Paulina Bren is the author of the new book The Barbizon: The Hotel That Set Women Free. It focuses on the history of the Barbizon hotel in New York City. Bren's other books include The Greengrocer and His TV. She is a professor at Vassar College, and she lives in the Bronx.
Q: What inspired you to write The Barbizon?
A: I was fascinated by the scene in Sylvia Plath's novel The Bell Jar when her alter ego tosses her entire wardrobe off the roof of the New York hotel where she's living.
Of course that hotel was the Barbizon (although she renamed it the Amazon in the novel), and Plath did just that, despite having taken great care in purchasing her wardrobe for what she had hoped would be the most exciting summer of her life in New York in 1953.
Once I began to dig deeper, I also discovered that despite the importance of women's residential hotels in women's lives throughout a large part of the 20th century, there is very little written about them.
Q: In a New York Times book review, Moira Donegan writes, "Nominally an account of the hotel’s history, Bren’s book is really about the changing cultural perceptions of women’s ambition throughout the last century, set against the backdrop of that most famous theater of aspiration, New York City." What do you think of that description?
A: I'm so glad that the NYT reviewer identified this as central to my book.
Ultimately, there is just so much you can say about a hotel, but once you see it as part of the landscape of women's lives and ambitions, and a marker of New York city and its changes over time, then the hotel becomes a living, breathing entity, and one that the reader can feel a real attachment to.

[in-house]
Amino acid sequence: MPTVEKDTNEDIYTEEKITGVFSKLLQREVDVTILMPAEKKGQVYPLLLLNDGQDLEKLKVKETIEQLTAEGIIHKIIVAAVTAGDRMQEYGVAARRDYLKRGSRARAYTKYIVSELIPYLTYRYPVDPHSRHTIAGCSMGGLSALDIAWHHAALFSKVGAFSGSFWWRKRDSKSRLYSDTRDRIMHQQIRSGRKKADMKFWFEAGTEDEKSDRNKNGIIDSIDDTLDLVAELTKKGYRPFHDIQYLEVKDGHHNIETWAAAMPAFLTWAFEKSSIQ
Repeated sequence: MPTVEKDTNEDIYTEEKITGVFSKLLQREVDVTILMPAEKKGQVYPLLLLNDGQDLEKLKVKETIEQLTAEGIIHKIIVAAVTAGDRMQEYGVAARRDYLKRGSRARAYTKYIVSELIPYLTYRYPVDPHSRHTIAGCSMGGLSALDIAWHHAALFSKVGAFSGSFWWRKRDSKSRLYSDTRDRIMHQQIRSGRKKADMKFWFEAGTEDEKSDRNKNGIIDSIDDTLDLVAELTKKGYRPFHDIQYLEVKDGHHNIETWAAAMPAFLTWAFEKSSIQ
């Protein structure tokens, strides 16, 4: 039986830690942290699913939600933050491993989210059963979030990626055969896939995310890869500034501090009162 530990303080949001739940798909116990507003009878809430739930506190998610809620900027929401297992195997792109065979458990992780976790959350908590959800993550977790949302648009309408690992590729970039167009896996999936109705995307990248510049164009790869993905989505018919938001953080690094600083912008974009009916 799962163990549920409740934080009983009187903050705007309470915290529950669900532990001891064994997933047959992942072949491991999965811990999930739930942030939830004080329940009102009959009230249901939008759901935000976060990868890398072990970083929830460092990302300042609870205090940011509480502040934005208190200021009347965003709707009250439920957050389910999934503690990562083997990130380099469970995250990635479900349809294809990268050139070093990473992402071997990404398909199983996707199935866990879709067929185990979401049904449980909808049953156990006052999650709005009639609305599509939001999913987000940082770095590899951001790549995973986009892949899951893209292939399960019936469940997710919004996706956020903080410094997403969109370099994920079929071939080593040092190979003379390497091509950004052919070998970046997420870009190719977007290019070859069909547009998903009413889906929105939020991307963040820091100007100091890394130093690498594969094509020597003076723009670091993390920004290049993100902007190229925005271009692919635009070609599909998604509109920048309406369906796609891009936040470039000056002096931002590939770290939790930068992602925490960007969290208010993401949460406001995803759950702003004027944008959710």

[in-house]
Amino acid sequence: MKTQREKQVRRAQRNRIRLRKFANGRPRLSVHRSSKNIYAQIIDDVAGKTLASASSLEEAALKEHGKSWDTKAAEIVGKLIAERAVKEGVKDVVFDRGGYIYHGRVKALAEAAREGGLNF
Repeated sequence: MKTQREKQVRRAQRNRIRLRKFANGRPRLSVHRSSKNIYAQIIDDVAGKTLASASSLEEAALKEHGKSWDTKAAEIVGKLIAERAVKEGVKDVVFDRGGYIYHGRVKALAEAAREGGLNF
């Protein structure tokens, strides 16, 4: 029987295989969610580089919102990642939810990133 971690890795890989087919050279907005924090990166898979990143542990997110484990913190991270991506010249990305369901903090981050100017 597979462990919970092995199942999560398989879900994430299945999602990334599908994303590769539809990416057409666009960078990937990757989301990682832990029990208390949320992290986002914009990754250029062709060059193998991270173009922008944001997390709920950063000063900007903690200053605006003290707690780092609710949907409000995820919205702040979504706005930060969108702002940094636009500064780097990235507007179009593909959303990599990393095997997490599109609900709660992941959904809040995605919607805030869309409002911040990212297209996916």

Q: How did you research the book, and did you learn anything that especially surprised you?
A: It was very challenging at first (I gave up a few times!).
Turns out, there are no surviving documents from the hotel, and so instead I had to find newspaper articles from the time, scrapbooks, photographs, letters--and of course former residents.
Everything became vital in telling the story; everything was another brick with which to rebuild the hotel, so to say.
My greatest surprise was discovering all these ladies in their late 80s and 90s, former residents of the hotel, who were articulate, funny, and with laser-sharp memories. They were a delight!
Q: What do you hope readers take away from the book?
A: That there is a history of women's rights but that there is also another history of women's ambition and the two don't necessarily run parallel.
Women have always found a way to try to act on their hopes and dreams, regardless of the impediments. The impediments meant that often they could not succeed, but they tried, and that's saying a lot, especially considering what they were up against.
Q: Anything else we should know?
A: This is a story that remains relevant. Women's residential hotels went up in the 1920s to help women lead independent lives after World War I and the vote, but the ideas behind the concept are still relevant.
It was key that when the Barbizon was built, there were no kitchens for the residents to use, which meant they could not fall into the role of caregivers, and instead had to focus on themselves and their lives.
I think it's still a struggle for women to focus on their own ambition, and to feel that that's okay.
--Interview with Deborah Kalb